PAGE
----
The wonders of space are vast and sometimes unbelievable, with scientists constantly making discoveries about foreign planets that could never be replicated on Earth. According to a recent write-up in Futurism, one such marvel has been discovered right on Earth’s next-door neighbor, Mars. NASA scientists have ascertained through seismic data that the red planet contains a vast ocean composed of radioactive magma flowing just beneath the crust of the surface.
New earthquake activity on Mars gave scientists enough data to determine there’s flowing magma under the surface of the planet.
This magma ocean on Mars reaches depths of over 125 miles, according to research conducted by geophysicists in Zurich, Switzerland, making it completely unlike anything on Earth. Earth’s oceans are capable of reaching only a fraction of this depth, with the deepest point known to mankind, the Mariana Trench, only reaching 7 miles of depth. For comparison, 125 miles into the Earth would place you well beyond the continental tectonic plates and into the planet’s mantle.
The discovery of the nuclear lava oceans seemingly confirms the theory that Mars has a small and highly dense core not unlike our own, with layers of magma previously obfuscating the data taken on the planet through previous research.
Unlike the flowing magma found within Mars, however, Earth’s mantle is composed mostly of silicates, including garnet, pyroxene, and olivine, as well as magnesium oxide. One of the Zurich-based researchers, Amir Khan, explained in a recent statement to the press that the discovery has completely changed the way that scientists look at Mars, as the newfound information shatters our previous understanding of the planet’s density. Previous studies of Mars have led scientists to believe the planet’s core was unusually large, leaving a number of researchers puzzled as to the origins of the celestial body’s low density.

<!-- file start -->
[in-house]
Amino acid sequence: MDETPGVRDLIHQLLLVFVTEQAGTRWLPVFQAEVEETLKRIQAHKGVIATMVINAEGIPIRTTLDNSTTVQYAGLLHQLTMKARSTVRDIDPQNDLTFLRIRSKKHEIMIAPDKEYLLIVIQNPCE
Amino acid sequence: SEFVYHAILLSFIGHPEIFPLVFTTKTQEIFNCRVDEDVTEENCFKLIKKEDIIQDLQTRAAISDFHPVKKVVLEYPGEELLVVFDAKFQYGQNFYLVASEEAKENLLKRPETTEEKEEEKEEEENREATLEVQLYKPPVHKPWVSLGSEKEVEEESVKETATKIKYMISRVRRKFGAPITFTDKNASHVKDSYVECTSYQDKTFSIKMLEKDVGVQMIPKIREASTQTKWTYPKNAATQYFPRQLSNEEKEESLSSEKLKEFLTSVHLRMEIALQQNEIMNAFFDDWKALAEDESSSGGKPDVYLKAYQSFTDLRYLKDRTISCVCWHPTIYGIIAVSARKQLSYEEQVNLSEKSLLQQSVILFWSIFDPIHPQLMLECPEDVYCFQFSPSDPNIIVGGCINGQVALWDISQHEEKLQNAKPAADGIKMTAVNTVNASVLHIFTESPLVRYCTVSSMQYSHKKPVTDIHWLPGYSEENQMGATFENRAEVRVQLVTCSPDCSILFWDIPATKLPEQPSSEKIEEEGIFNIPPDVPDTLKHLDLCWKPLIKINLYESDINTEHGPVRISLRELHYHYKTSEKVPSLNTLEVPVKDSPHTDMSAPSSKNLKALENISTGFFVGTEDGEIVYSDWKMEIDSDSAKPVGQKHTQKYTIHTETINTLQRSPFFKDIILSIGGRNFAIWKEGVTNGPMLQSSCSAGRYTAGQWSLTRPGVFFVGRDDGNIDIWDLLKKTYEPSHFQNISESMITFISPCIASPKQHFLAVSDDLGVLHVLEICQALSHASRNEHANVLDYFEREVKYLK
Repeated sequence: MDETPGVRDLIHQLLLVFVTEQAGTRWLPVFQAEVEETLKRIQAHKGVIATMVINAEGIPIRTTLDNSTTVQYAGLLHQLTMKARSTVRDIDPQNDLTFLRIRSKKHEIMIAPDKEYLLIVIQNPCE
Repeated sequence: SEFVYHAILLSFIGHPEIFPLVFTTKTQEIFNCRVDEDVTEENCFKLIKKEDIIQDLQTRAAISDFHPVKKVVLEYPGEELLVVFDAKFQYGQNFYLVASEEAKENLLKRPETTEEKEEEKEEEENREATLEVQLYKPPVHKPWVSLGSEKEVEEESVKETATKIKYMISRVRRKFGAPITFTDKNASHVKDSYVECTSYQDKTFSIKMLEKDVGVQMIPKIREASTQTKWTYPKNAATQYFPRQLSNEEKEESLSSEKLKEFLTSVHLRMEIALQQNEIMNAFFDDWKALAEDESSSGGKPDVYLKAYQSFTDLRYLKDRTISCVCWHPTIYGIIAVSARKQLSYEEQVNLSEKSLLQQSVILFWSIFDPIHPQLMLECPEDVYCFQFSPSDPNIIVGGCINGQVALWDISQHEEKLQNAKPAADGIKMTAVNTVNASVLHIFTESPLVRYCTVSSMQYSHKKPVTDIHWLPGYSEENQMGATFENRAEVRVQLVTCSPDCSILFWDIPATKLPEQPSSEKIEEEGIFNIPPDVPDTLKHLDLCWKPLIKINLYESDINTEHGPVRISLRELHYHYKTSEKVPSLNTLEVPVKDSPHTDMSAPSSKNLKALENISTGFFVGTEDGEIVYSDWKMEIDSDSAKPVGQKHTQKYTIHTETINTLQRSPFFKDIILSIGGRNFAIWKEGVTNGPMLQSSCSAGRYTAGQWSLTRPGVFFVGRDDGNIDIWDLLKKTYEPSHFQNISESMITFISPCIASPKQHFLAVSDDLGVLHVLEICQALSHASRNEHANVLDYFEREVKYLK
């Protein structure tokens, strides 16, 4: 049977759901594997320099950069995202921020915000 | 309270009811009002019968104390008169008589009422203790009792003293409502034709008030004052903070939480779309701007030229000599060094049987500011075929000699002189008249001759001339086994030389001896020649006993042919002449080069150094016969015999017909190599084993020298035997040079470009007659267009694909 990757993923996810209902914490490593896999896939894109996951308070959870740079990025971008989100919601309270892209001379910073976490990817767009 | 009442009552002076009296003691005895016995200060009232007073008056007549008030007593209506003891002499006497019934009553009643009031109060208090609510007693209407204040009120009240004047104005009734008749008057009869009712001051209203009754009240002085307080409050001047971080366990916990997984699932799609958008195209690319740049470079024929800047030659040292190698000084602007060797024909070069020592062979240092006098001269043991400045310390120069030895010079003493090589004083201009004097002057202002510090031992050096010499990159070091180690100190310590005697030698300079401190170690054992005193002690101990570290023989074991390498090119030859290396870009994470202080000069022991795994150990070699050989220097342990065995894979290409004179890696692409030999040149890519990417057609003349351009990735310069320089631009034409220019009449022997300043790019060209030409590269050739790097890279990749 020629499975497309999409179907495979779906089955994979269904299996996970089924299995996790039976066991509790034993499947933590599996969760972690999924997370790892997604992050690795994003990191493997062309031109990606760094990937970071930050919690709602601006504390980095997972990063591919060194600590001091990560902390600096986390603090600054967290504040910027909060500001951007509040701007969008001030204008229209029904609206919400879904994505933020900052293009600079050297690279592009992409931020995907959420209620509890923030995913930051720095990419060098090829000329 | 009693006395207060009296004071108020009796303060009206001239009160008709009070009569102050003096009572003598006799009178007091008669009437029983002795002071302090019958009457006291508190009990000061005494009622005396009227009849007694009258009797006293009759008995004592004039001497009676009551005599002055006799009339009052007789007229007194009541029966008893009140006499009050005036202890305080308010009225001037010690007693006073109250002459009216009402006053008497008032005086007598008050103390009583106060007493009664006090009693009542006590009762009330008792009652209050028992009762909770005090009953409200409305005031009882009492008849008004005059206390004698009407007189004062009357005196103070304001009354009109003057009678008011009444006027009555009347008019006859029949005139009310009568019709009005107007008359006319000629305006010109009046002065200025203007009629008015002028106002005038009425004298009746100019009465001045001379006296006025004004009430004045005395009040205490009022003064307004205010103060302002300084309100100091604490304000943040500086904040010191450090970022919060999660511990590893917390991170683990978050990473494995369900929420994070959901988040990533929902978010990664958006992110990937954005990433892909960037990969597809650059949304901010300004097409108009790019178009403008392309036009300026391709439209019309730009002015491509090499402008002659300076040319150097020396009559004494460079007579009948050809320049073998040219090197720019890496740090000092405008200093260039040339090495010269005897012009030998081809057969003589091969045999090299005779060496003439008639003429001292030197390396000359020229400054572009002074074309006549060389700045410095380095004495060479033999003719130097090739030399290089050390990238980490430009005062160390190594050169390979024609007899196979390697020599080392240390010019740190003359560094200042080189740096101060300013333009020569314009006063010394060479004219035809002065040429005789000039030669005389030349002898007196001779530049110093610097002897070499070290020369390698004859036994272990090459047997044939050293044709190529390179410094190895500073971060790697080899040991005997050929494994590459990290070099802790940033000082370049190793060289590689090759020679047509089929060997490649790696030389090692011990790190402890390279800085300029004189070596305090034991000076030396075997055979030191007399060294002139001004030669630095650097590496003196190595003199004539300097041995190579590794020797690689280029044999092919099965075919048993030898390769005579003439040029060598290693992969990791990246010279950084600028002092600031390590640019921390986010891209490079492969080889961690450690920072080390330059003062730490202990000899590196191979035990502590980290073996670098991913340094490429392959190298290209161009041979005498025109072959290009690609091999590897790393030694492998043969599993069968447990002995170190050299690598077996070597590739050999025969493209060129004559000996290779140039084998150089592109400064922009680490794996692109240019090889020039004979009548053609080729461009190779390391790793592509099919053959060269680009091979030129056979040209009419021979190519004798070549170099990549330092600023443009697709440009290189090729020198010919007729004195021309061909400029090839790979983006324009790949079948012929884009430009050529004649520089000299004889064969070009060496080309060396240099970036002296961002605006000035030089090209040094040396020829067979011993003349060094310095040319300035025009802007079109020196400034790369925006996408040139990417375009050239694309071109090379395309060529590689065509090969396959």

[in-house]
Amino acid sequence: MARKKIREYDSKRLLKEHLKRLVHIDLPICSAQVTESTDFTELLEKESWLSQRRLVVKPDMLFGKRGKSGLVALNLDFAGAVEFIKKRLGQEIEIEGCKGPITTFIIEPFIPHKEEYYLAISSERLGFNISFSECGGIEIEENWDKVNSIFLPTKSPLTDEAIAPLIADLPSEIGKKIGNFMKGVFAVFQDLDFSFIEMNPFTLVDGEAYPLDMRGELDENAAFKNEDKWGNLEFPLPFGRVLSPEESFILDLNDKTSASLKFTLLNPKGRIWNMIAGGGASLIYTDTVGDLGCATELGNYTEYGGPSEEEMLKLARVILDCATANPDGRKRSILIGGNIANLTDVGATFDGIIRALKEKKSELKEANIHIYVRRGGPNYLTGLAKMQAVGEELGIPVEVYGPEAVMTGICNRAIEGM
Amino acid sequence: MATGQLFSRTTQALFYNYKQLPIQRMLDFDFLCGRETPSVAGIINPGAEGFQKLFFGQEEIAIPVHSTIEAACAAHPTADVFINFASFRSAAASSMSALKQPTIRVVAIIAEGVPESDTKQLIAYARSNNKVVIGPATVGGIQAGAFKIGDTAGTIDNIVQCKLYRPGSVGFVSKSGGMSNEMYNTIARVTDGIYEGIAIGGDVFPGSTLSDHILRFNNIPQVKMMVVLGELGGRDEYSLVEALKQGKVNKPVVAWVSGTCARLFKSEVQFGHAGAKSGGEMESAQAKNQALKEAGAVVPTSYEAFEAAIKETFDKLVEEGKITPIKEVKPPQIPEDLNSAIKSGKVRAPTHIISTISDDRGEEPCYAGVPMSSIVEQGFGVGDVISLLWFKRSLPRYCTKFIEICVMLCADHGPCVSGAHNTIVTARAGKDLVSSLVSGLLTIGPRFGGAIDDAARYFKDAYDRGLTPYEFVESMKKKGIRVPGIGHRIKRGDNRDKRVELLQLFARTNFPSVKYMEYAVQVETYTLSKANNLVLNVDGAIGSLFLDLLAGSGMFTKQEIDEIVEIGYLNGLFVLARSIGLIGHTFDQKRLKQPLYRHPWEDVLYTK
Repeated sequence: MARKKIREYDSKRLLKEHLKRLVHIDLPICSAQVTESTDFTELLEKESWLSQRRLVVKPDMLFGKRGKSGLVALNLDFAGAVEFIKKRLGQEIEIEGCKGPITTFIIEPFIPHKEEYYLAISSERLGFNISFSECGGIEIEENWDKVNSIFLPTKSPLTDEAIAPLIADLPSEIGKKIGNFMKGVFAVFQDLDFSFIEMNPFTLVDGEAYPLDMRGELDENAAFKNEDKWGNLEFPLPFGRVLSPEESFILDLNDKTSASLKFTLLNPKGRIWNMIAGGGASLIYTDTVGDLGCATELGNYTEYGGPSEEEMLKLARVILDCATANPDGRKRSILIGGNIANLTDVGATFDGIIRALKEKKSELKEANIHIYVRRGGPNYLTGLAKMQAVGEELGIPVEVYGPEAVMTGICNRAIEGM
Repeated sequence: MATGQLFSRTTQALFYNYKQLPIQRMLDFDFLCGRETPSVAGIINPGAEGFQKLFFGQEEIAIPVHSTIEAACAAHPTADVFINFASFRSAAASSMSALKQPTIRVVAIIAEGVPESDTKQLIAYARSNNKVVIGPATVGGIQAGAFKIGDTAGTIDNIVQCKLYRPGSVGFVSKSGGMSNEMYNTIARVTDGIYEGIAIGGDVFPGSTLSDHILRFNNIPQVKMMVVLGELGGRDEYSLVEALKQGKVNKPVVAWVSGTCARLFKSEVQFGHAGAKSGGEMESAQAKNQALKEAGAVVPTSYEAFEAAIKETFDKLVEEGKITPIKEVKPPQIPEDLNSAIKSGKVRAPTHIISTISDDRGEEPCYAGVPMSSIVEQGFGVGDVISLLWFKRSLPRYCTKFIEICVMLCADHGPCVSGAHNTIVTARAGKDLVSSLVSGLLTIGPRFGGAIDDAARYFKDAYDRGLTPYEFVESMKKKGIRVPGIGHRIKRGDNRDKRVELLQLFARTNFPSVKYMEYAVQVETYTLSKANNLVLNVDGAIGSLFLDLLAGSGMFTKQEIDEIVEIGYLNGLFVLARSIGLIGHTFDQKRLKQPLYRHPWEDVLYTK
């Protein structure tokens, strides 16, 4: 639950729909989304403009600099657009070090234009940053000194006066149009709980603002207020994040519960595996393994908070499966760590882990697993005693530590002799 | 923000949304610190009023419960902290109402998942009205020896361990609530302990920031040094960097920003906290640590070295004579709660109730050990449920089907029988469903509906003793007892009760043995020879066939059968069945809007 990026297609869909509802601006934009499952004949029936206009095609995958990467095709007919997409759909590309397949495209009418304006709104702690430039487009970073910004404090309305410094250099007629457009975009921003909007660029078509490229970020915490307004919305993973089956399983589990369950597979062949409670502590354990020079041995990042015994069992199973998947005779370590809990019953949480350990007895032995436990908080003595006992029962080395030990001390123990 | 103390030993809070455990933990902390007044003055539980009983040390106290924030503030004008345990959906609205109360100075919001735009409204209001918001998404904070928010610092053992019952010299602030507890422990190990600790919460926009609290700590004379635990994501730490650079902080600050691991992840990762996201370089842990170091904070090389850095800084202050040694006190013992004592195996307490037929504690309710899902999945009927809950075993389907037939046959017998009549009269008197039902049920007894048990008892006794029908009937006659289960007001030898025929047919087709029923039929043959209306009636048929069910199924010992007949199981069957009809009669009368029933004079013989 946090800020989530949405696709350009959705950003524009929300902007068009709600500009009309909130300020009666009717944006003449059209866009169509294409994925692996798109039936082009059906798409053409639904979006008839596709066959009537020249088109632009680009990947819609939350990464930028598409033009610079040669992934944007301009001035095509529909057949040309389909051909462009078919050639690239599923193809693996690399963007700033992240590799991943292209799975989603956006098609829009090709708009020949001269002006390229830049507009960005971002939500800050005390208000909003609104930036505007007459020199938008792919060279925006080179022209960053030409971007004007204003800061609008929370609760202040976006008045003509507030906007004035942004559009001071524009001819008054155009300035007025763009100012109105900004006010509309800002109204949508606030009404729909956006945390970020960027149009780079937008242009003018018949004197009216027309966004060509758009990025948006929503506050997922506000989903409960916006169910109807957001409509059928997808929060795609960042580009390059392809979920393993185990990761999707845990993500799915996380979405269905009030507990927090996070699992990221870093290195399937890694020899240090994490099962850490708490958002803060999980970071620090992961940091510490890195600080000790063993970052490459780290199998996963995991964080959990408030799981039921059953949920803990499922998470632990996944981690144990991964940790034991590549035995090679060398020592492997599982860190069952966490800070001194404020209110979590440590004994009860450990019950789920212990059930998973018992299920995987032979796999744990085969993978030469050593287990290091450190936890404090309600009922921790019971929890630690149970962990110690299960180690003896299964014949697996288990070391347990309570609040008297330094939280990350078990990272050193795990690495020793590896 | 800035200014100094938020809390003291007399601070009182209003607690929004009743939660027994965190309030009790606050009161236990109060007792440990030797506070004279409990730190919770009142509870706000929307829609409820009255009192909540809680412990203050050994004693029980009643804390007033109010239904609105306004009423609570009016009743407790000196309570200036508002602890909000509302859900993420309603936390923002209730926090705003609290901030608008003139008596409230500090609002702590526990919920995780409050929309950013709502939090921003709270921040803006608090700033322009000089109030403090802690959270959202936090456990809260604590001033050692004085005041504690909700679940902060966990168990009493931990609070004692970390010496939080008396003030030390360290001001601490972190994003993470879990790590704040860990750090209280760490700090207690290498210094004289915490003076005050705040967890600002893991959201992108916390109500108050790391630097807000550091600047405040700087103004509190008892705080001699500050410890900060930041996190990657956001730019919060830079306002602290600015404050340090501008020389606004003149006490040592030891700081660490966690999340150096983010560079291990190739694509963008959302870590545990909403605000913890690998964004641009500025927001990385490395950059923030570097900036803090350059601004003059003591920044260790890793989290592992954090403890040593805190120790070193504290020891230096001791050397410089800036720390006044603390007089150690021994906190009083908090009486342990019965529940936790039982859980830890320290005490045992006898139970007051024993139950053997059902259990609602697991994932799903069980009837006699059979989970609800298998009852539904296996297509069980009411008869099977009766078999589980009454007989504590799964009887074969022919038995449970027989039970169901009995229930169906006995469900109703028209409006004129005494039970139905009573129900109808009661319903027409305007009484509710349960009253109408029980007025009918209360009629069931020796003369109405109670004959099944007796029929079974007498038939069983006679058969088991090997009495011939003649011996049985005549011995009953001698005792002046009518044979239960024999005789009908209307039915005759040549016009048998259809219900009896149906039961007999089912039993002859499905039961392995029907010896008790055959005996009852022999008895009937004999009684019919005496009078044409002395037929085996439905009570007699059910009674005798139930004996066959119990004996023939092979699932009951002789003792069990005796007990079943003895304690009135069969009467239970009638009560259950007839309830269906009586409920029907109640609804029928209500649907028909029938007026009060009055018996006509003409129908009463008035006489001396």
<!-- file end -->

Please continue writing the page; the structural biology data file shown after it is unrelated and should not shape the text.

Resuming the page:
The discovery of the nuclear lava oceans seemingly confirms the theory that Mars has a small and highly dense core not unlike our own, with layers of magma previously obfuscating the data taken on the planet through previous research. These latest seismic readings have been taken by NASA‘s InSight robotic lander, which landed on the red planet’s surface in 2018. In addition to compiling evidence of hundreds of miles of magma beneath the surface, the InSight probe may have also shed some light on the existence of marsquakes, which have been known to shake the celestial’s surface similarly to our own earthquakes.
Only a few months ago, lunar research revealed the impact that small man-made rovers could have on the seismic activity of the moon, leaving researchers to reconsider future landing strategies for the satellite in Earth’s orbit.
Only a few months ago, lunar research revealed the impact that small man-made rovers could have on the seismic activity of the moon, leaving researchers to reconsider future landing strategies for the satellite in Earth’s orbit. Like Earth and the moon, Mars contains sensitive tectonic activity, which sometimes causes massive tremors. Unlike Earth, however, the crust of Mars is not teeming with continental plates shifting between various massive bodies of water, instead leaving most of the seismic tremors to come from a hail of asteroids.
Two asteroid impacts specifically triggered researchers’ interest, with enormous tremors being reported on the surface of Mars in August and September of 2021. Thanks to powerful vibration signatures picked up by InSight, NASA was able to discover a pair of meteors that struck the planet and burrowed incredibly deep into the rocky interior. These vibrations were also key pieces used to identify the chemical makeup of Mars’ core, which scientists now claim is made of pure liquid iron.
Though mankind has never set foot on the celestial body, Mars remains an essential study ground for researchers seeking to garner a better understanding of our Solar System. If we ever develop the technology necessary to land a human being on the big red orb, it may be best to avoid it. With meteor showers peppering the surface and magma oceans flowing just under the crust, it doesn’t exactly seem like a relaxing vacation destination.